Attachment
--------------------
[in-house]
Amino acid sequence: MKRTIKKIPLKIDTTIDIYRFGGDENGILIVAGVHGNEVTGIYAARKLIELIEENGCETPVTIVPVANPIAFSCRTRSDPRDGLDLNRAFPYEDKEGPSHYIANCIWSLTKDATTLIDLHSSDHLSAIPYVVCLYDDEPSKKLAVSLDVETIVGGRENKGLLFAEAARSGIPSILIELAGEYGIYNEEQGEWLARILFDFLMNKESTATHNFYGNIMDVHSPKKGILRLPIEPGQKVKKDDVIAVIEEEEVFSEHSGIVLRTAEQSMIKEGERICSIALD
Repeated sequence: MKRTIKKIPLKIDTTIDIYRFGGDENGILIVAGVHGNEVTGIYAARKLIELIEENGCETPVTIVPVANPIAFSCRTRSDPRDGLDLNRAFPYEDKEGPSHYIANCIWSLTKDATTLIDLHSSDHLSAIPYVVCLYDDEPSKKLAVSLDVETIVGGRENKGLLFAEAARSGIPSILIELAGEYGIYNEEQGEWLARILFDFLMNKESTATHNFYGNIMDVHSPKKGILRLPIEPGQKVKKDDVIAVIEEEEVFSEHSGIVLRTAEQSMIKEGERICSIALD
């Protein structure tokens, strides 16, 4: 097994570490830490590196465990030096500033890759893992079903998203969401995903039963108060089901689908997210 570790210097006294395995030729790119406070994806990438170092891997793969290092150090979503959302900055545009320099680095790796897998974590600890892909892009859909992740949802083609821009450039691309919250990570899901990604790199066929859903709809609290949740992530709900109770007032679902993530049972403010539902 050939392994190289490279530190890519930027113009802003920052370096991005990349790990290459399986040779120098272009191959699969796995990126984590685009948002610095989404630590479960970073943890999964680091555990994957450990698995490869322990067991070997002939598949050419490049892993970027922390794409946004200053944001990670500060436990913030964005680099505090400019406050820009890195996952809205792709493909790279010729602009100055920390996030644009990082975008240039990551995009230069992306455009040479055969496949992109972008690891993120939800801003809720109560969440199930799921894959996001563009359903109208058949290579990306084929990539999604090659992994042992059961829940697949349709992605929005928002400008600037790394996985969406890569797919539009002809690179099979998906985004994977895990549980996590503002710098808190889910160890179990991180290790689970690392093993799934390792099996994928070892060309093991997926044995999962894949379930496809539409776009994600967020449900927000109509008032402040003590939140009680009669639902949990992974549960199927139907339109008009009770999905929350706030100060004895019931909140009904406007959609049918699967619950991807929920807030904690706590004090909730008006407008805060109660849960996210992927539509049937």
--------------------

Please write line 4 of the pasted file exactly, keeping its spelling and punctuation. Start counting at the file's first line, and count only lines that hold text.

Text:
């Protein structure tokens, strides 16, 4: 097994570490830490590196465990030096500033890759893992079903998203969401995903039963108060089901689908997210 570790210097006294395995030729790119406070994806990438170092891997793969290092150090979503959302900055545009320099680095790796897998974590600890892909892009859909992740949802083609821009450039691309919250990570899901990604790199066929859903709809609290949740992530709900109770007032679902993530049972403010539902 050939392994190289490279530190890519930027113009802003920052370096991005990349790990290459399986040779120098272009191959699969796995990126984590685009948002610095989404630590479960970073943890999964680091555990994957450990698995490869322990067991070997002939598949050419490049892993970027922390794409946004200053944001990670500060436990913030964005680099505090400019406050820009890195996952809205792709493909790279010729602009100055920390996030644009990082975008240039990551995009230069992306455009040479055969496949992109972008690891993120939800801003809720109560969440199930799921894959996001563009359903109208058949290579990306084929990539999604090659992994042992059961829940697949349709992605929005928002400008600037790394996985969406890569797919539009002809690179099979998906985004994977895990549980996590503002710098808190889910160890179990991180290790689970690392093993799934390792099996994928070892060309093991997926044995999962894949379930496809539409776009994600967020449900927000109509008032402040003590939140009680009669639902949990992974549960199927139907339109008009009770999905929350706030100060004895019931909140009904406007959609049918699967619950991807929920807030904690706590004090909730008006407008805060109660849960996210992927539509049937």